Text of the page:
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Linking agricultural development to school feeding in sub-Saharan Africa: Theoretical perspectives

  • Sumberg, James
  • Sabates-Wheeler, Rachel
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    This paper takes as a starting point the proposition that social protection interventions involving food can be used to promote transformational change in family farming systems in sub-Saharan Africa. The purpose is to highlight the complexity of pathways to agricultural transformation associated with the seemingly simple idea of home-grown school feeding (HGSF), an idea that is increasingly held up as "win-win". By reviewing the HGSF literature and the main theories underpinning it - structured demand, localism, family farmer development - we expose areas of inconsistency across the literature and programmes as well as possible tensions that may arise in attempting to pursue both market and social objectives in the same initiative. The arguments presented herein aim to provide a basis for moving towards clarity on (1) a theory of change for HGSF programmes; (2) the conditions under which HGSF programmes are more able to yield positive agricultural development outcomes and; (3) an agenda for moving forward on research and impact evaluation. This research agenda also speaks more broadly to important under-researched areas within the general social protection and agricultural development discourse.

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    Article provided by Elsevier in its journal Food Policy.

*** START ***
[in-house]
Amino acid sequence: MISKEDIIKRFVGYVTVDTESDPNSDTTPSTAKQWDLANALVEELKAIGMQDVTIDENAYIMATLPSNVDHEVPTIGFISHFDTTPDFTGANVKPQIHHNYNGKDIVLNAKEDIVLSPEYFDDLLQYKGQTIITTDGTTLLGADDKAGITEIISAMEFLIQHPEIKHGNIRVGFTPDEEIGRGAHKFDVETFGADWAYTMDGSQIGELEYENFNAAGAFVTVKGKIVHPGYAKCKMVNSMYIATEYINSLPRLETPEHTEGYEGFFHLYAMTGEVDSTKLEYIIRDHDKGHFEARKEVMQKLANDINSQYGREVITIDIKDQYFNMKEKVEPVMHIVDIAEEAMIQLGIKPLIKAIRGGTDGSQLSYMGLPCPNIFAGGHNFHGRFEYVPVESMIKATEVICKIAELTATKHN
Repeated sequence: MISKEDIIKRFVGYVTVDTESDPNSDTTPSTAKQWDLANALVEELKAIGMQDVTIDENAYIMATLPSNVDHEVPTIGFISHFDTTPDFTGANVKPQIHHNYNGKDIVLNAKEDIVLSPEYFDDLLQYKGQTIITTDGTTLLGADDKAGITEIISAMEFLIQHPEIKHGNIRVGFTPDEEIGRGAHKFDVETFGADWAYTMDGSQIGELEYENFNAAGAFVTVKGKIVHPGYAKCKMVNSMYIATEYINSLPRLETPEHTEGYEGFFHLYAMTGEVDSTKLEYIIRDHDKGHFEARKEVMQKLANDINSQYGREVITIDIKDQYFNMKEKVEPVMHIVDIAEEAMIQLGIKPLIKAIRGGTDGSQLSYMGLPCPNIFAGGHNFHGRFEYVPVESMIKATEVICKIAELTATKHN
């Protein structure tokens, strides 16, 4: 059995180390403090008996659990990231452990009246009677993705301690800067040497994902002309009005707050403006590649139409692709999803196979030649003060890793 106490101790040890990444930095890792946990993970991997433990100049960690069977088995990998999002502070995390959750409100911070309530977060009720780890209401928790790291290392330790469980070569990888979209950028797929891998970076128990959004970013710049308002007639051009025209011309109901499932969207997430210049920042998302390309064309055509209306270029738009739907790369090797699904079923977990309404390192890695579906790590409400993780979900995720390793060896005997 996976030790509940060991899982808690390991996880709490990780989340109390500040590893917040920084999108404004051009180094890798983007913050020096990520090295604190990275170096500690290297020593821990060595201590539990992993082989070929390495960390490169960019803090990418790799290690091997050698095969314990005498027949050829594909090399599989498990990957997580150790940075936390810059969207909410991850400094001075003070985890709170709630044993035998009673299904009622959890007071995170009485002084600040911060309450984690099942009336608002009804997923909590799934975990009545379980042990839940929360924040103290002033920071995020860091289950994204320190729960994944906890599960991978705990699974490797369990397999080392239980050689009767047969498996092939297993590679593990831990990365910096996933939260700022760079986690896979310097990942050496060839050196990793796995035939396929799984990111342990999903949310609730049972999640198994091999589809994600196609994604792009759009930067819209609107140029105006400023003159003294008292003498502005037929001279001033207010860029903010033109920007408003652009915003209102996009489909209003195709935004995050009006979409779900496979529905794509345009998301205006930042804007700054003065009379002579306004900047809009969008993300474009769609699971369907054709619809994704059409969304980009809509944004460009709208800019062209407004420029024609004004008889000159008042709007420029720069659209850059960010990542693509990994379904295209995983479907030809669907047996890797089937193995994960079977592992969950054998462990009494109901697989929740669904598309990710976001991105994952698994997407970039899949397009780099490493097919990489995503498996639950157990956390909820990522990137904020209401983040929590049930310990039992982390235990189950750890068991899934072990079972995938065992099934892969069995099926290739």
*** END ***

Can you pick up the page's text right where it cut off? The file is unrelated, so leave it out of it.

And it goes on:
Volume (Year): 36 (2011)
    Issue (Month): 3 (June)
    Pages: 341-349

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    Handle: RePEc:eee:jfpoli:v:36:y:2011:i:3:p:341-349
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    1. Roberta Sonnino, 2009. "Quality food, public procurement, and sustainable development: the school meal revolution in Rome," Environment and Planning A, Pion Ltd, London, vol. 41(2), pages 425-440, February.
    2. Colin Poulton & Jonathan Kydd & Andrew Dorward, 2006. "Overcoming Market Constraints on Pro-Poor Agricultural Growth in Sub-Saharan Africa," Development Policy Review, Overseas Development Institute, vol. 24(3), pages 243-277, 05.
    3. Godtland, Erin & Sadoulet, Elisabeth & de Janvry, Alain & Murgai, Rinku & Ortiz, Oscar, 2003. "The impact of farmer-field-schools on knowledge and productivity : a study of potato farmers in the Peruvian Andes," CUDARE Working Paper Series 963, University of California at Berkeley, Department of Agricultural and Resource Economics and Policy.
    4. Kevin Morgan, 2008. "Greening the Realm: Sustainable Food Chains and the Public Plate," Regional Studies, Taylor & Francis Journals, vol. 42(9), pages 1237-1250.
    5. Lentz, Erin C. & Barrett, Christopher B., 2008. "Improving Food Aid: What Reforms Would Yield the Highest Payoff?," World Development, Elsevier, vol. 36(7), pages 1152-1172, July.
    6. Tendler, Judith & Amorim, Monica Alves, 1996. "Small firms and their helpers: Lessons on demand," World Development, Elsevier, vol. 24(3), pages 407-426, March.
    7. Getaw Tadesse & Gerald Shively, 2009. "Food Aid, Food Prices, and Producer Disincentives in Ethiopia," American Journal of Agricultural Economics, Agricultural and Applied Economics Association, vol. 91(4), pages 942-955.
    8. del Ninno, Carlo & Dorosh, Paul A. & Subbarao, Kalanidhi, 2007. "Food aid, domestic policy and food security: Contrasting experiences from South Asia and sub-Saharan Africa," Food Policy, Elsevier, vol. 32(4), pages 413-435, August.
    9. Barrett, Christopher B., 2008. "Smallholder market participation: Concepts and evidence from eastern and southern Africa," Food Policy, Elsevier, vol. 33(4), pages 299-317, August.
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